Obama administration proposes tougher mileage standards for trucks

By The Trucker.com News Services, June 19, 2015
Carbon FootprintWASHINGTON — The Obama administration on June 19 proposed tougher mileage standards for medium and heavy-duty trucks, the latest move by President Barack Obama in his second-term drive to reduce pollution blamed for global warming.
The Environmental Protection Agency issued new rules that would lower carbon dioxide emissions from trucks and vans by 24 percent by 2027. It would cut fuel costs by about $170 billion and reduce oil consumption by up to 1.8 billion barrels over the lifetime of vehicles sold under the rule.
The long-expected rules come one day after Pope Francis issued a teaching document calling for the world to take action to slow climate change.
Transportation Secretary Anthony Foxx said in a statement that the new rules would help the environment and the economy, as trucks use less fuel and shipping costs go down. He called the rules “good news all around.”
Gina McCarthy, chief of the Environmental Protection Agency, said the rules would deliver “big time” on Obama’s call to cut carbon pollution.
“With emission reductions weighing in at 1 billion tons, this proposal will save consumers, businesses and truck owners money,” McCarthy said. At the same time, the rules will “spur technology innovation and job-growth, while protecting Americans’ health and our environment over the long haul,” she said.
The American Trucking Associations said it supported the second round of greenhouse gas and fuel efficiency rules for commercial trucks, but remains concerned the rule may result in the use of certain technologies on vehicles before they can be fully tested.
“Fuel is an enormous expense for our industry – and carbon emissions carry an enormous cost for our planet,” said ATA President and CEO Bill Graves. “That’s why our industry supported the Obama Administration’s historic first round of greenhouse gas and fuel efficiency standards for medium and large trucks and why we support the aims of this second round of standards.”
Since the first round of efficiency standards were announced in 2011, ATA has been working to evaluate their impact on the trucking industry and has been in constant dialogue with the Environmental Protection Agency and the National Highway Traffic Safety Administration to make sure the second round of standards can be effectively implemented by the industry.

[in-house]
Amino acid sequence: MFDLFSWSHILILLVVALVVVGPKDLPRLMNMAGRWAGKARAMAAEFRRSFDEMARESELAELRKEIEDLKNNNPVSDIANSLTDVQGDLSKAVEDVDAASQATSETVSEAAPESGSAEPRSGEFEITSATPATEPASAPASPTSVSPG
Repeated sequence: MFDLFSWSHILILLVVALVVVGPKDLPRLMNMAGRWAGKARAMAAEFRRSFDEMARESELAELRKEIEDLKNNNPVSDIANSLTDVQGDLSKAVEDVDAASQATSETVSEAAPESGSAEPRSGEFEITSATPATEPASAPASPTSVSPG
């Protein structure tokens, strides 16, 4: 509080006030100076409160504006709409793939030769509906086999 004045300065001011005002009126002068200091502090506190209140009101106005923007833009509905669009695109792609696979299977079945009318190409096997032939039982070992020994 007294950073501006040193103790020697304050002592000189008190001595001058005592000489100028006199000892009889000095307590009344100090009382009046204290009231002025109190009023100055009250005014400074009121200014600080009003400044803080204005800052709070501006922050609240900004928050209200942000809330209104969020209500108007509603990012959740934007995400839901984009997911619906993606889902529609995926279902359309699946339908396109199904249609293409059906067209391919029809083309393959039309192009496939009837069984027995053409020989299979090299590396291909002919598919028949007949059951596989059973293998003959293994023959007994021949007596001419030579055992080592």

“ATA has adopted a set of 15 ‘guiding principles’ for Phase II,” said ATA Vice President and Energy and Environmental Counsel Glen Kedzie, “and based on conversations with regulators and a preliminary review this proposal appears to meet 14 of those.
“We believe this rule could result in the deployment of certain technologies that do not fully recognize the diversity of our industry and could prove to be unreliable. This unreliability could slow not only adoption of these technologies, but the environmental benefits they aim to create,” Kedzie said. “To prevent this, truck and engine manufacturers will need adequate time to develop solutions to meet these new standards.”
Kedzie said fuel is typically a fleet’s first or second largest operating expense and most fleets seek a return on their investment in new equipment within 18 to 24 months.
“In 2014, trucking spent nearly $150 billion on diesel fuel alone,” he said, “so the potential for real cost savings and associated environmental benefits of this rule are there – but fleets will need a wide variety of proven and durable technologies to meet these new standards throughout the various implementation stages.”
Medium and heavy-duty vehicles account for about 20 percent of greenhouse gas emissions and oil use in the U.S. transportation sector, but comprise only 5 percent of vehicles on the road.
The proposed standards would cover model years 2021-2027 and apply to semi-trucks, large pickup trucks and vans, and all types and sizes of buses and work trucks, officials said.
Once completed, the rules are expected to lower carbon dioxide emissions by about 1 billion metric tons.
The rule builds on fuel efficiency and carbon pollution standards already in place for model years 2014-2018. Those rules are expected to reduce greenhouse gas emissions by 270 million metric tons and save vehicle owners more than $50 billion in fuel costs, compared to previous standards.
The rules will be open to public comment for at least two months and would be completed next year.

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